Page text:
The Mancunion

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Patience is a virtue

Pep Guardiola is trying to introduce a new way of playing at Manchester City, but we need to be patient with him

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Pep Guardiola’s Manchester City have had a rollercoaster first few months together. The first ten games of the season were exceptional as Guardiola got the perfect reaction to his new style from the City players. The new manager had always persisted that he would need time to get his philosophy instilled in the City team, but it all seemed to piece together quicker than he expected.

He made the goalkeeper vital to every attack and gave a new lease of life to players like Raheem Sterling and more surprisingly Alecksander Kolarov. The team went on a ten-game winning streak. Since then, though, the Blues have slightly slipped down to fourth place.

Big wins over Manchester United and Barcelona will see the City faithful happy, and they are only a few points off the top spot. But with Chelsea in full swing with their new manager, Mourinho picking up some steam at Old Trafford, and even Arsenal not bottling every single game they play this year, the City fans may be tempted to panic a little after a string of less convincing results. But this is a transition period, and they should not panic — patience is a virtue and this team are gelling slowly. There are two main causes of concern for Manchester City: the back three and the goalkeeper. Watch, as I put your mind at ease and allow you to relax over this festive period.

Back Three

It is almost as if Pep was too effective for his own good. His back four did excellent for the first part of the season, so he saw fit that it was time to bring in the Guardiola back three. This has worked at both Barcelona and Bayern Munich, but even there he did not bring it in this early. Injuries to Bacary Sagna, Pablo Zabaleta, and Gael Clichy may have slightly forced his hand also.

It was a big change, when you consider that City were playing with a brand-new style of football (passing it around, instead of the Pellegrini pass-to-Navas-and-run-down-the-bloody-wing), and that both John Stones and Claudio Bravo were new to the team. Not to mention that Kolarov was playing in a very new position, as he was very much an attacking full-back last season instead of a centre-back.

This is the stage of this article where Tommy from the Red Lion puts down the paper and stands on a chair. “Aye! That fancy fella in the fancy coat may look alright, but this back three stuff is too fancy. It might’ve worked in Barce-bloody-lona, but this is the North! Stop fannying about!” Tommy, however, is short-sighted. The back three could work great at City, and is proving very successful at Chelsea at the moment. Also, Guardiola loves the back three and it generally works well with him.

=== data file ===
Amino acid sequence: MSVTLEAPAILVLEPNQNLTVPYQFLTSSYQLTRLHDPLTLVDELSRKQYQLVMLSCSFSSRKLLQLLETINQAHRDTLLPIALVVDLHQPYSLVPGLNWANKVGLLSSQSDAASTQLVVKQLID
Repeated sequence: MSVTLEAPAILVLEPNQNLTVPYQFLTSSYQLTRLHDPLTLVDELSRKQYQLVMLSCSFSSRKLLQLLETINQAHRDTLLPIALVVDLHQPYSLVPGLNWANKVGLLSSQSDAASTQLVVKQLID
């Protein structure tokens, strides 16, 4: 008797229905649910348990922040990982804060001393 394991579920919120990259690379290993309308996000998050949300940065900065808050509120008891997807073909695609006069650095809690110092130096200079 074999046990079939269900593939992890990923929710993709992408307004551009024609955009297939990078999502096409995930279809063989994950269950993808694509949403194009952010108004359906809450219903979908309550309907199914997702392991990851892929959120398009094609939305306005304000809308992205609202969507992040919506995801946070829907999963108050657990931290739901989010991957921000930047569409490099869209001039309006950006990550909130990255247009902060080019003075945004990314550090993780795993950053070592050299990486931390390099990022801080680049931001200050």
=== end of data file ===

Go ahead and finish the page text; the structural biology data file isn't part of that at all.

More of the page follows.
There is an argument that the back three may have been installed a little bit too soon. But, the quicker that Guardiola can put in place his way of thinking, then the quicker City can get used to it and get playing the way they should be. City fans should ride the wave with this one.

Claudio Bravo

Photo: Wikimedia Commons

Photo: Wikimedia Commons

We all love a good moan, don’t we? City fans have been complaining for years about Joe Hart’s kicking, and now that he has left City fans are adamant that he could have adapted to Guardiola’s style of play. Guardiola was announced as City manager in January, but only took over in June; Joe Hart knew for a long time that he would need to impress with his feet, and he was given the summer. Unfortunately, he did not. Claudio Bravo came in and has been great with his feet.

However, that does not mean that Bravo has had a good time of it so far, this season. He has been at fault a couple of times and even managed to get himself sent off for a handball in the middle of the pitch (that, I admit, is very difficult to defend).

This may be a good time to remind readers that David de Gea’s first season at Manchester United was abysmal, he is now the best goalkeeper in the league by a country mile. This may also be a good time remind readers that Claudio Bravo was exceptional at Barcelona. Barcelona!

I get it, the headteacher sacked your favourite teacher because he wasn’t really teaching very well, and you are mad about it. That is fine, be mad. But maybe don’t take it out on the new substitute teacher that isn’t half as bad as you are making out.

Bravo is not as good a shot stopper as Joe Hart, and probably never will be. But he will be good enough if given time, and he starts so many more attacks than Joe Hart could. Some of the passing this season from Bravo has been fantastic, he forces the opponents to push right up and close him down, he then rides the pressure, and passes to a now free central midfielder who can turn and go score a goal. It all sounds very simple on paper, of course, but that is what he does so well. Thierry Henry recently said: “When Pep has a plan, respect the plan.”

So, do not worry! This is not Tommy from the Red Lion managing Manchester City — it is Champions League winner Pep Guardiola, and he knows what he is doing. Do not worry that Guardiola “won’t adapt to the Premier League”. Guardiola changed his style as he moved from Barcelona to Bayern Munich because of the league, using wingers an awful lot more. Guardiola is not a polar bear that has been thrown in the Sahara — he will adapt but he can do so in time, and the League will also somewhat adapt to him.

(Feel free to tweet me a link to this article if Pep Guardiola gets fired at the end of next season for finishing 12th after playing with a back three the whole season.)